In a complete about-face, the superintendent of an Alabama school district has changed his mind about banning the popular hymn "Amazing Grace" from a local high school marching band's halftime show.
According to local station WTVM, Elmore County School Superintendent Dr. Andre Harrison said he made the decision in consultation with an attorney after someone complained about the constitutionality of Holtville High School marching band playing a religious song.
"After word of my decision circulated, I heard from many concerned parents, and frankly I still had reservations about my initial decision. I asked counsel to do further research on this issue and present me with options that would keep the district in legal compliance, but permit performance of one of the most iconic songs in the history of our nation," Harrison said in a Facebook post.
According to Harrison, his office received the complaint and was then contacted twice by the same person about the constitutionality of the band playing the song, which was written in the 1700's by John Newton, a former slave trader.
In announcing his initial decision to prohibit the band from playing the hymn, the superintendent said, "I was reminded that, as a public school, we simply cannot endorse a religious message in our activities. I completely understand the frustration of some of our parents, but we have an obligation to follow the law, even when we don't want to."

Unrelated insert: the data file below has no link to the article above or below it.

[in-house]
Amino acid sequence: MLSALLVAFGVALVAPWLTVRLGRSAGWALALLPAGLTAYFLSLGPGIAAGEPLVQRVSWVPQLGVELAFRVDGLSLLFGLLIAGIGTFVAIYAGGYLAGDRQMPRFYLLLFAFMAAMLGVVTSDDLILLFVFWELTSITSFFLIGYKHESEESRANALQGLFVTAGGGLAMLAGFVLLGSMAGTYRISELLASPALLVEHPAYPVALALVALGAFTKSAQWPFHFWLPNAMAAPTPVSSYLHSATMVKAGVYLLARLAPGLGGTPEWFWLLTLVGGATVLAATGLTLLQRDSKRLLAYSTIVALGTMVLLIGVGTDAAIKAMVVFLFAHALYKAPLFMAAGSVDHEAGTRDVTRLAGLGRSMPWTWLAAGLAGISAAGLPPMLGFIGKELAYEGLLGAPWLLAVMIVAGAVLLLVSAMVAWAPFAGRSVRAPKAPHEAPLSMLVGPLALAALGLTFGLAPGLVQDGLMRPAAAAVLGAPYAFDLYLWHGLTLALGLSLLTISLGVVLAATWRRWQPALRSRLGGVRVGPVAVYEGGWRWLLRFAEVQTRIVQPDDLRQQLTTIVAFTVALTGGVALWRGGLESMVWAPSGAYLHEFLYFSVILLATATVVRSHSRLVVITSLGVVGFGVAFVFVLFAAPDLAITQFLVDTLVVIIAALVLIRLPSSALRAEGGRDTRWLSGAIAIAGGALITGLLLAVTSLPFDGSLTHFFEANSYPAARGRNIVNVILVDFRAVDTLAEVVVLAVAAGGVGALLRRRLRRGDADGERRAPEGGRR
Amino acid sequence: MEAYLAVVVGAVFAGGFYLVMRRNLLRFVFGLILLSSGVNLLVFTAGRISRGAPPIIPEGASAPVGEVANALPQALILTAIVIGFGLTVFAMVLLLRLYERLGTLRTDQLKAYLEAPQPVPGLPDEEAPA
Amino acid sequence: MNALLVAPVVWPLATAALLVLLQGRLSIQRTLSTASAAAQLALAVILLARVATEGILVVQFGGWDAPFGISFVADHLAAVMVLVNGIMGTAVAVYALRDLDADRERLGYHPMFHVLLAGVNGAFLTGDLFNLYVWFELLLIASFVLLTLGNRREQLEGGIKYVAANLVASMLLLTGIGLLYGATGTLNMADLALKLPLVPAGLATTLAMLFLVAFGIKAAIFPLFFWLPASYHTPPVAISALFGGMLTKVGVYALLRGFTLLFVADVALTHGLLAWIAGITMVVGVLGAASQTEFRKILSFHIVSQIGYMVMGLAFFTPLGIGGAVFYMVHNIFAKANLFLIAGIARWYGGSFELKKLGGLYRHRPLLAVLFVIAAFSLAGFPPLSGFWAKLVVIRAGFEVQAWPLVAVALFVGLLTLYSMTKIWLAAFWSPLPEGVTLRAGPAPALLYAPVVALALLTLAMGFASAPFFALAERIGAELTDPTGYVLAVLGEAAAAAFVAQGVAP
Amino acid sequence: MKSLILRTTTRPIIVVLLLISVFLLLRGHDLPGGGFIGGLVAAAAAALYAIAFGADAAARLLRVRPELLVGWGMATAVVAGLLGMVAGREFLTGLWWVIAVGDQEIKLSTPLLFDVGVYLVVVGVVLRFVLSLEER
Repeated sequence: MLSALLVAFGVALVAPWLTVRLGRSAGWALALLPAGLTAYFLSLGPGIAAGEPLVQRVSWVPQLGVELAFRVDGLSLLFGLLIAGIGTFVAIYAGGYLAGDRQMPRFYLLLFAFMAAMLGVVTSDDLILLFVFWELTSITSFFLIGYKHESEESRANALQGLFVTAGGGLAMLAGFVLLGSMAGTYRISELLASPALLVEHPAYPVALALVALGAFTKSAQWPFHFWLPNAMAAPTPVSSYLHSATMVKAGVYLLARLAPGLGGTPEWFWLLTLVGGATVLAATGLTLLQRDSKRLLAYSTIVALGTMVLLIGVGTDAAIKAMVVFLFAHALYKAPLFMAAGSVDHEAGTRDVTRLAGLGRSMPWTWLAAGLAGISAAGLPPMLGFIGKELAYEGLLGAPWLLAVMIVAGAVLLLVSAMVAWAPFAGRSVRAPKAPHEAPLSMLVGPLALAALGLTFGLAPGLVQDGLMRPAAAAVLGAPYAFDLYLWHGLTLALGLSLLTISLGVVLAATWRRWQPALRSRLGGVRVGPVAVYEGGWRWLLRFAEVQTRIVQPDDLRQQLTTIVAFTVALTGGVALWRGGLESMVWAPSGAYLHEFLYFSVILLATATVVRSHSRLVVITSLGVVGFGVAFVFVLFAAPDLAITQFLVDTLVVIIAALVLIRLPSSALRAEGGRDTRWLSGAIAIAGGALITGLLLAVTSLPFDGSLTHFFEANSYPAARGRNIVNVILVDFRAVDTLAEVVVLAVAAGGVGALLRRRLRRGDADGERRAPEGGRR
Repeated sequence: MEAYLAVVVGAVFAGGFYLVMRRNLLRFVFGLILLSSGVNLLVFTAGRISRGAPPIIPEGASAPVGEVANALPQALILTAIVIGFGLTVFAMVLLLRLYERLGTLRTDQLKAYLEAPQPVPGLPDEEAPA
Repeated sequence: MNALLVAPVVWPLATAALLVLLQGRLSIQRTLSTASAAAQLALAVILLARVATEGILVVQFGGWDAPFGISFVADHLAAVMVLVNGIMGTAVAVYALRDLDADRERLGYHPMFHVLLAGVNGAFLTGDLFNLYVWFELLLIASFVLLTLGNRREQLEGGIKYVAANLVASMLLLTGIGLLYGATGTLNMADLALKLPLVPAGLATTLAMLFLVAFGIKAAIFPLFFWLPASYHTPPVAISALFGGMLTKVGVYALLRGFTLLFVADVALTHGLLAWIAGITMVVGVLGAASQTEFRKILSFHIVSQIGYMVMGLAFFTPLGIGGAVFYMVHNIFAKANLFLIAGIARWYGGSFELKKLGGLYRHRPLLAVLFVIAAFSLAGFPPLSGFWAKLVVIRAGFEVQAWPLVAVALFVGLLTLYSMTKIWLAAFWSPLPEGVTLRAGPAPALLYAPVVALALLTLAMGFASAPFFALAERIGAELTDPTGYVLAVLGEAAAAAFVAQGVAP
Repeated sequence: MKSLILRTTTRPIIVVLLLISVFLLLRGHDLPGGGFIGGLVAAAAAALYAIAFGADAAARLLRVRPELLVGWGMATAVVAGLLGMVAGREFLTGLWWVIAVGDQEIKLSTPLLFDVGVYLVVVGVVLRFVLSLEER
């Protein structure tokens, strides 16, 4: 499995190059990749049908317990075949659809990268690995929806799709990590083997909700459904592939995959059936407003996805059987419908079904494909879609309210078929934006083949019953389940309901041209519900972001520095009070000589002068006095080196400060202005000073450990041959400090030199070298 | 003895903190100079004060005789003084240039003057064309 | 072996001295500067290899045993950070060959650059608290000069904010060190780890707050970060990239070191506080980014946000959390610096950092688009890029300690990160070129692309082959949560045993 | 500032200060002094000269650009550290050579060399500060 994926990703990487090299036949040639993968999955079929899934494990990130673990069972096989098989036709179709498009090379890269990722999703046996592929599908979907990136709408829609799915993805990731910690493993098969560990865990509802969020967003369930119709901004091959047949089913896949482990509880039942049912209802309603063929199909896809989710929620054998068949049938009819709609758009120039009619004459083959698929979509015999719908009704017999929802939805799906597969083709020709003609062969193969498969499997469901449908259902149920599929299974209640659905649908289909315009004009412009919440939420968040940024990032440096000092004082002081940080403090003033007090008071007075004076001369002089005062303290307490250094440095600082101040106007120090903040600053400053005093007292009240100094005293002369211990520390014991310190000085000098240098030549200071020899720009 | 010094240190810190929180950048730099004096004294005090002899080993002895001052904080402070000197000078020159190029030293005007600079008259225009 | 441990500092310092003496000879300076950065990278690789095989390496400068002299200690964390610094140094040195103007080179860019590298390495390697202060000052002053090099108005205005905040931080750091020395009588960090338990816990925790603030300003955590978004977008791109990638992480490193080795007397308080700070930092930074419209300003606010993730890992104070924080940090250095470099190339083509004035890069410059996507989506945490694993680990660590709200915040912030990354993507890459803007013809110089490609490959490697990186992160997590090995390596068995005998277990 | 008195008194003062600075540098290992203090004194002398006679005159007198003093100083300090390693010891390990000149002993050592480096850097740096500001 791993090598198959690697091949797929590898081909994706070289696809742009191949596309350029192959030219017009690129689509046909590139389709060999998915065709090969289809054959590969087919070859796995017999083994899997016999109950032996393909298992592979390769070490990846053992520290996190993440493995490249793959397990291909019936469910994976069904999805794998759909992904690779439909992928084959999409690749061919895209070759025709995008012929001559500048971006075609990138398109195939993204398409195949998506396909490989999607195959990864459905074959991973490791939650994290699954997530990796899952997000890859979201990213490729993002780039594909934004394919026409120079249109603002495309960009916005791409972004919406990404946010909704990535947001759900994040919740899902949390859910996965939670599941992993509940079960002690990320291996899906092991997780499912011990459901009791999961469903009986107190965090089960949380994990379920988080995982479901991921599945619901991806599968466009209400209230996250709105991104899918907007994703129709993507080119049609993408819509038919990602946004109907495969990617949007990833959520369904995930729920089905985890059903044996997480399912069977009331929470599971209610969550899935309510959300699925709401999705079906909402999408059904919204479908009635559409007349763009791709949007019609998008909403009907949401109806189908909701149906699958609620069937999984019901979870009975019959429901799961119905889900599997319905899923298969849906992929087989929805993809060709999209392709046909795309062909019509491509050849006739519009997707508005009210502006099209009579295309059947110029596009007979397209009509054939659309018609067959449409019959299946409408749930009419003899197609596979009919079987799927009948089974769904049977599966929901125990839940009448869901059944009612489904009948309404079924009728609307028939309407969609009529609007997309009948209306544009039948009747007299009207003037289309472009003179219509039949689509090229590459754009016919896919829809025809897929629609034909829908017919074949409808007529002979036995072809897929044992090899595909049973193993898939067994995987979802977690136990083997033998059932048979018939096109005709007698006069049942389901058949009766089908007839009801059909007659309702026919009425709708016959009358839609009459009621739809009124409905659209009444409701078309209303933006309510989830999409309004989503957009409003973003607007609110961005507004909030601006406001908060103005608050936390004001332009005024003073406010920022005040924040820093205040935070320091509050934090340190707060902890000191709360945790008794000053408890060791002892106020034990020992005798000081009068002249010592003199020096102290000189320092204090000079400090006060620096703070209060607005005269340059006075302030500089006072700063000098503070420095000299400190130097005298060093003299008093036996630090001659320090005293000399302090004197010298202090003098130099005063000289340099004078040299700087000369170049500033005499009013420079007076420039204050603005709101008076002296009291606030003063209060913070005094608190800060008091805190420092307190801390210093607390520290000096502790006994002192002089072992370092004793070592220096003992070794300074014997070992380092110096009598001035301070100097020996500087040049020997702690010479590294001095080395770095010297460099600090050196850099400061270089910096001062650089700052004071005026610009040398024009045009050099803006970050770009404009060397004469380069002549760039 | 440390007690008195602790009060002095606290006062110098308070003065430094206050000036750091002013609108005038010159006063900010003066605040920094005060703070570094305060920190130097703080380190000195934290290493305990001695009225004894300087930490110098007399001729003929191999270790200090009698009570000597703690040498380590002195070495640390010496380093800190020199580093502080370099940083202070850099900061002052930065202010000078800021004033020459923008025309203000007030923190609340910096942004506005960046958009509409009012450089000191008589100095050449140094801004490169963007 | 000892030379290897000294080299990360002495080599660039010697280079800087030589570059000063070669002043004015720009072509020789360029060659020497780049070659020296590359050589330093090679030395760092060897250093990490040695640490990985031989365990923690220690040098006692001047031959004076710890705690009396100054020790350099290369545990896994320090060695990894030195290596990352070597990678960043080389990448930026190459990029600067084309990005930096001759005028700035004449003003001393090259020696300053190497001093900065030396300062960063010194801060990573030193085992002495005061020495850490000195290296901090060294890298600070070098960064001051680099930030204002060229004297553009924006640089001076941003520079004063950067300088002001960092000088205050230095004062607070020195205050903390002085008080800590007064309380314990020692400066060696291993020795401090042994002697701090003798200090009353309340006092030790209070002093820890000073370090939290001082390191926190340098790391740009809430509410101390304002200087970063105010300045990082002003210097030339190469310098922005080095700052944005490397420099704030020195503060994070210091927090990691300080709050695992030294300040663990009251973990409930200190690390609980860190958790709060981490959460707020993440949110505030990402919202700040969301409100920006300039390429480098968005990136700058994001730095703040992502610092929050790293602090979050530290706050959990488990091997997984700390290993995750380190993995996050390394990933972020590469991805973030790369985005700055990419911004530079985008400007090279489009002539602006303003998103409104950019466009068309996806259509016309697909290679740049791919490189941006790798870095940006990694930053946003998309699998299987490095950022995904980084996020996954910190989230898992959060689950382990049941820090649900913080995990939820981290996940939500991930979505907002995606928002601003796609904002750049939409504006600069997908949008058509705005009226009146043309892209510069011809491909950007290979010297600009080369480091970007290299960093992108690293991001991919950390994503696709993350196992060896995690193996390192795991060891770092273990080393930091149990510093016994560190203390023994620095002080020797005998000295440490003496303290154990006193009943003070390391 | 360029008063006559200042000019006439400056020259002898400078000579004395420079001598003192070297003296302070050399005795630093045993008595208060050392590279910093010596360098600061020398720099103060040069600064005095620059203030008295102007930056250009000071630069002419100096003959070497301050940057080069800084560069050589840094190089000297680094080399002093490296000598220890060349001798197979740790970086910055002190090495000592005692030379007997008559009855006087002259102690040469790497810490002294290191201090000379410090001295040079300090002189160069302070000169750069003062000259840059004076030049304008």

"'Amazing Grace' is the message of hope, God's love and His mercy that people need today," he wrote. "The law and the Constitution don't require this school to pull the song...If we as Christians keep folding in these situations, there will be nothing left to defend. We can't just sit back and let our religious liberties slip through our fingers."
He later praised the school for reversing its decision and thanked the faith-based community for standing against religious hostility.
"Christians had remained silent, this change would most likely not have occurred," he wrote. "I applaud the parents and community members who let their voices be heard. People even came out and gathered in front of the high school to show their concern and support for the band. We all have to take a stand for our religious freedoms while we still can."